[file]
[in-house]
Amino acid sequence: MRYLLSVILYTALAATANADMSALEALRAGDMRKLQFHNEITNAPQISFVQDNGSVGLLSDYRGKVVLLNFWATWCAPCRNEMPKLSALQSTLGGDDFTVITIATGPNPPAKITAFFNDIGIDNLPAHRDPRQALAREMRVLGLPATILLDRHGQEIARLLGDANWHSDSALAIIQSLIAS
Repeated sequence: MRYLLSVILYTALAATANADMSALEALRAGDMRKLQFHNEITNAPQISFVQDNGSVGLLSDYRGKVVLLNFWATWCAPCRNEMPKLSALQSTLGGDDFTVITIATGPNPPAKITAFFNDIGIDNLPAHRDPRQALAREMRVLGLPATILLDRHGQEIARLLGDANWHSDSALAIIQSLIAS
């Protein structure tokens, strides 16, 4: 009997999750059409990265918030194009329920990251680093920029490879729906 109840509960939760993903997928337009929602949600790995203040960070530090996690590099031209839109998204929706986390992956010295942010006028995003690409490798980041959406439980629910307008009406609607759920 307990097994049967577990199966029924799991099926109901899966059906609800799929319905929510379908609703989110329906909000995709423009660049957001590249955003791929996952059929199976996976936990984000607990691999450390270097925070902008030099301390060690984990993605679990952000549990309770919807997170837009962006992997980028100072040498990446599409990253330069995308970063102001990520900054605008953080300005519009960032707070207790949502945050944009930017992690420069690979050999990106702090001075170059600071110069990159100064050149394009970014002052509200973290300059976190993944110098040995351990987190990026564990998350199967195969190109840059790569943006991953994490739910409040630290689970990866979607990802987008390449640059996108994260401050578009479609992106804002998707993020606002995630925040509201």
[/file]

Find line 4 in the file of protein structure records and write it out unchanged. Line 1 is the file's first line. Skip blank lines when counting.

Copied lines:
């Protein structure tokens, strides 16, 4: 009997999750059409990265918030194009329920990251680093920029490879729906 109840509960939760993903997928337009929602949600790995203040960070530090996690590099031209839109998204929706986390992956010295942010006028995003690409490798980041959406439980629910307008009406609607759920 307990097994049967577990199966029924799991099926109901899966059906609800799929319905929510379908609703989110329906909000995709423009660049957001590249955003791929996952059929199976996976936990984000607990691999450390270097925070902008030099301390060690984990993605679990952000549990309770919807997170837009962006992997980028100072040498990446599409990253330069995308970063102001990520900054605008953080300005519009960032707070207790949502945050944009930017992690420069690979050999990106702090001075170059600071110069990159100064050149394009970014002052509200973290300059976190993944110098040995351990987190990026564990998350199967195969190109840059790569943006991953994490739910409040630290689970990866979607990802987008390449640059996108994260401050578009479609992106804002998707993020606002995630925040509201």